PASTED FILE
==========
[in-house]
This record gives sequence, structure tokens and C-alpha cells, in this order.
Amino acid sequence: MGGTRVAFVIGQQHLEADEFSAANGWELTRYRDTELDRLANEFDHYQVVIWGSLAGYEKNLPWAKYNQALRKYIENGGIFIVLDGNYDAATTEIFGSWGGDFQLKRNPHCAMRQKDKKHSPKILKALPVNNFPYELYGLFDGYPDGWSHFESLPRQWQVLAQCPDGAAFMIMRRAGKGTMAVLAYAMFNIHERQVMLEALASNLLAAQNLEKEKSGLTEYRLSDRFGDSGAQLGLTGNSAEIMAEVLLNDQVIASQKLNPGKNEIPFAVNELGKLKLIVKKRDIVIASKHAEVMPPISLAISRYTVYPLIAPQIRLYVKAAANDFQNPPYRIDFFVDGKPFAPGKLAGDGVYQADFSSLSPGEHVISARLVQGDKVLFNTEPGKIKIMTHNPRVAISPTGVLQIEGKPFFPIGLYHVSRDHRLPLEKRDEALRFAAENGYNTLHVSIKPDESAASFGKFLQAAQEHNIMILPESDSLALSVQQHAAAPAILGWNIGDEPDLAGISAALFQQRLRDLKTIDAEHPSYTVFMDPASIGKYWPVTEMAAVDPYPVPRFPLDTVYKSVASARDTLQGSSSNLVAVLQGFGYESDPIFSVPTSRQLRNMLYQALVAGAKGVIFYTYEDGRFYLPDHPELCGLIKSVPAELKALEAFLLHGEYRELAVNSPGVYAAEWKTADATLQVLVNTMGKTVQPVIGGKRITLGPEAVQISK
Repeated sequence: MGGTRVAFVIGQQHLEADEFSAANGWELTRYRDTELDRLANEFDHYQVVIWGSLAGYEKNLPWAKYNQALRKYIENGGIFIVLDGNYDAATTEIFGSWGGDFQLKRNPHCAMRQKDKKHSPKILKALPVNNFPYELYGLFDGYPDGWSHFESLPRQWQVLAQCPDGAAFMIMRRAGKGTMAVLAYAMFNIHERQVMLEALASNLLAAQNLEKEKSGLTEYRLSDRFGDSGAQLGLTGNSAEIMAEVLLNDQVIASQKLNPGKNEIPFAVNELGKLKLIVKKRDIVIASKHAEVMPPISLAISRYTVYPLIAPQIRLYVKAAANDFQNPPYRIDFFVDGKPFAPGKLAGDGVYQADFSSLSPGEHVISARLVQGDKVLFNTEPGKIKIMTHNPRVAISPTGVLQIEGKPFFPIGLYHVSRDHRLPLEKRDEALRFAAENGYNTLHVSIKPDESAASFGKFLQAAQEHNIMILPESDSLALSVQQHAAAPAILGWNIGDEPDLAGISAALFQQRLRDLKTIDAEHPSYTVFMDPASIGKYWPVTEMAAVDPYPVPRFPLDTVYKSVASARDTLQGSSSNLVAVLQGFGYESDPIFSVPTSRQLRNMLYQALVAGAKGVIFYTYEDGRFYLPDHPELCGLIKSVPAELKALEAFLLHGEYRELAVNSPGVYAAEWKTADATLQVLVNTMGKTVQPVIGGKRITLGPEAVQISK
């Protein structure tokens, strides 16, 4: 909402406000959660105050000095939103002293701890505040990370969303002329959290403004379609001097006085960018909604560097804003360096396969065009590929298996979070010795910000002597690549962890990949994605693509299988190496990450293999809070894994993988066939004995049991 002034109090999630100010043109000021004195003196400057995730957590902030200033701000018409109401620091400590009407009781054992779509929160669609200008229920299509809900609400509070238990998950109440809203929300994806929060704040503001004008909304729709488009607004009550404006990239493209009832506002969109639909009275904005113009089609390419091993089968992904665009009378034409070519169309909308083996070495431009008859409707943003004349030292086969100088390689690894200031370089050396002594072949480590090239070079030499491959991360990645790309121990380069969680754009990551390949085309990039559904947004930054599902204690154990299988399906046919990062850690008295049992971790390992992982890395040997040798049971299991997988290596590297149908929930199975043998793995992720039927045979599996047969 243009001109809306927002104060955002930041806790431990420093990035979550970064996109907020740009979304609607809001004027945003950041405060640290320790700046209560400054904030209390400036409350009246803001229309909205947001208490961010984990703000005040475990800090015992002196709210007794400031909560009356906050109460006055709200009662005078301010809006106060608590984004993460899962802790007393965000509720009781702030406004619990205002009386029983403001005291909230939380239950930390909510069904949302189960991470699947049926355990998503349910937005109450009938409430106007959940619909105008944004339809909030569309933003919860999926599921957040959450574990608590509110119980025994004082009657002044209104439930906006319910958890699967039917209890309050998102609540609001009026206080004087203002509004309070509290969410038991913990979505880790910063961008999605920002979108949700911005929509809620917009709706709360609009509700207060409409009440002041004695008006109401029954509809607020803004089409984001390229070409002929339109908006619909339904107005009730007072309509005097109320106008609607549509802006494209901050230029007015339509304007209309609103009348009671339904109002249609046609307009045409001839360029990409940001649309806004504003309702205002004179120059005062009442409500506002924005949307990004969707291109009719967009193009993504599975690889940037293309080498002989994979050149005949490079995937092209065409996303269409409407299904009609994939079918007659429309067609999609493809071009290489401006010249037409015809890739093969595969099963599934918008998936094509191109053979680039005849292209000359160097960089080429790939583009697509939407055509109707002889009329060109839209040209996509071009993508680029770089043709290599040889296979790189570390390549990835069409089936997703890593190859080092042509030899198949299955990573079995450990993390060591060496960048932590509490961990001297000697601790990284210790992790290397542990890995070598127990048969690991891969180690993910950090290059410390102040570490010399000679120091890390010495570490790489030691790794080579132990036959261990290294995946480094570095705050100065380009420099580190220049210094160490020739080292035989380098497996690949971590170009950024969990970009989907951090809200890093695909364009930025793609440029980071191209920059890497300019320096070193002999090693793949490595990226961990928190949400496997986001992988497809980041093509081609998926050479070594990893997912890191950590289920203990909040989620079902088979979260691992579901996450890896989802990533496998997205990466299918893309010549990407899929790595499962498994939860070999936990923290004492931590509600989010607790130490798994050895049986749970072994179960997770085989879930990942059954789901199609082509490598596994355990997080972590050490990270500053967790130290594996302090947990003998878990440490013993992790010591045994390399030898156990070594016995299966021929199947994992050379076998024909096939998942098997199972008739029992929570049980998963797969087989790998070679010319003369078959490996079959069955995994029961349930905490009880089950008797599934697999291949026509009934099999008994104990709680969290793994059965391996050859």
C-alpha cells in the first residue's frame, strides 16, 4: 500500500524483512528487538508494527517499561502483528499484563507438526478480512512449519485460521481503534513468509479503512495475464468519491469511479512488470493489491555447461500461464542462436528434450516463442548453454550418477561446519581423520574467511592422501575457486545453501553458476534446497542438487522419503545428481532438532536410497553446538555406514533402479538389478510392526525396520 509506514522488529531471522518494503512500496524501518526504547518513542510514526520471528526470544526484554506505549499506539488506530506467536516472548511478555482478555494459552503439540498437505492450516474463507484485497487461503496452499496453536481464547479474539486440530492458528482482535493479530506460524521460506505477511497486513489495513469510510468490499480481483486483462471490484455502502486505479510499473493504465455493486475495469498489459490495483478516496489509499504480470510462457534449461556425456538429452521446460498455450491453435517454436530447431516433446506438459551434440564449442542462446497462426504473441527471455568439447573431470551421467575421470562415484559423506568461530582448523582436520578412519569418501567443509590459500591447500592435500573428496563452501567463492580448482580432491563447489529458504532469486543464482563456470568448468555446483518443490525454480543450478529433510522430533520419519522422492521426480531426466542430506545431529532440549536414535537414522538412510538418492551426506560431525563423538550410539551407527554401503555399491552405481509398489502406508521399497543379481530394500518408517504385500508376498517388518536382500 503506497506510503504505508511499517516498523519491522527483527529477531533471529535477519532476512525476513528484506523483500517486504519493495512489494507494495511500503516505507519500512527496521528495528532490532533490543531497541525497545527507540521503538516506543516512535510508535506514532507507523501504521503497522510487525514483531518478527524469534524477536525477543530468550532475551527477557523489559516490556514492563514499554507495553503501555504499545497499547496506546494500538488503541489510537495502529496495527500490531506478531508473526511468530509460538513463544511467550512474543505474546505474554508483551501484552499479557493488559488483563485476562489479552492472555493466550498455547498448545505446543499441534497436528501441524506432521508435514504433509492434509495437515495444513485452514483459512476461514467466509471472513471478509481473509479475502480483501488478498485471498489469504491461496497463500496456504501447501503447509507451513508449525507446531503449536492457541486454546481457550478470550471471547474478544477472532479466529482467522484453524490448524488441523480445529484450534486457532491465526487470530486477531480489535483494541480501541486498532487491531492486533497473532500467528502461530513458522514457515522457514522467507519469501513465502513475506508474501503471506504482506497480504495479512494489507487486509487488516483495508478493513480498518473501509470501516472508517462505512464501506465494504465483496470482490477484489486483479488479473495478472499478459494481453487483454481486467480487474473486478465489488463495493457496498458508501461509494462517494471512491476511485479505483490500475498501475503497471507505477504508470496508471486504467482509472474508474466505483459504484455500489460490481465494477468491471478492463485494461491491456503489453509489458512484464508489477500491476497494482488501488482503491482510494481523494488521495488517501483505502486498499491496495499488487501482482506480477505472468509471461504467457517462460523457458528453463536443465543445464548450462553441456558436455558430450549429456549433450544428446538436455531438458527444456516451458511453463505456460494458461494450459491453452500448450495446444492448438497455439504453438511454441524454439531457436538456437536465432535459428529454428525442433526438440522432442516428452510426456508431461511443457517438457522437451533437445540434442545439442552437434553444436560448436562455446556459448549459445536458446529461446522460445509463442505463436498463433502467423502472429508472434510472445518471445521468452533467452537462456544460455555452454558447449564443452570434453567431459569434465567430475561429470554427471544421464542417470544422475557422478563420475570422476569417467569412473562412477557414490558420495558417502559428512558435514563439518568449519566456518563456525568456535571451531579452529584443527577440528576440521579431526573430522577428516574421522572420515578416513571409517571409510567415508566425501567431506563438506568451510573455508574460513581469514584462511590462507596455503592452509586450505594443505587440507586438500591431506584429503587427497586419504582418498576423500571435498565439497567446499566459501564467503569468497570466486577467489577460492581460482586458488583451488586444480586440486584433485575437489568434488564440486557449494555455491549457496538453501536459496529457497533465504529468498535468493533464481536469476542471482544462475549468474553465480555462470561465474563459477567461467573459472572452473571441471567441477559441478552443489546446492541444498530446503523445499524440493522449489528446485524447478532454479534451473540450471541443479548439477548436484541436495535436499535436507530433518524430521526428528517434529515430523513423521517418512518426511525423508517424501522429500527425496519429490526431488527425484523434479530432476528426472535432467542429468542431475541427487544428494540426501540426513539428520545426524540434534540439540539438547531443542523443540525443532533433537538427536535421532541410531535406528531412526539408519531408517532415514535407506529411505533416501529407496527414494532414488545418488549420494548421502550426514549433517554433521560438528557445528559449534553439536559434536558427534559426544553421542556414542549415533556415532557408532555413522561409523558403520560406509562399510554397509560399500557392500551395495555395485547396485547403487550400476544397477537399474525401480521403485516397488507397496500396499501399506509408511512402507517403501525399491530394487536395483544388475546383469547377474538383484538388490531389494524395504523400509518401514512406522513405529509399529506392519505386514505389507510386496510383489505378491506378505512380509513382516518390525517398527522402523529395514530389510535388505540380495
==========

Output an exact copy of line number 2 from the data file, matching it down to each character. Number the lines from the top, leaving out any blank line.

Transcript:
This record gives sequence, structure tokens and C-alpha cells, in this order.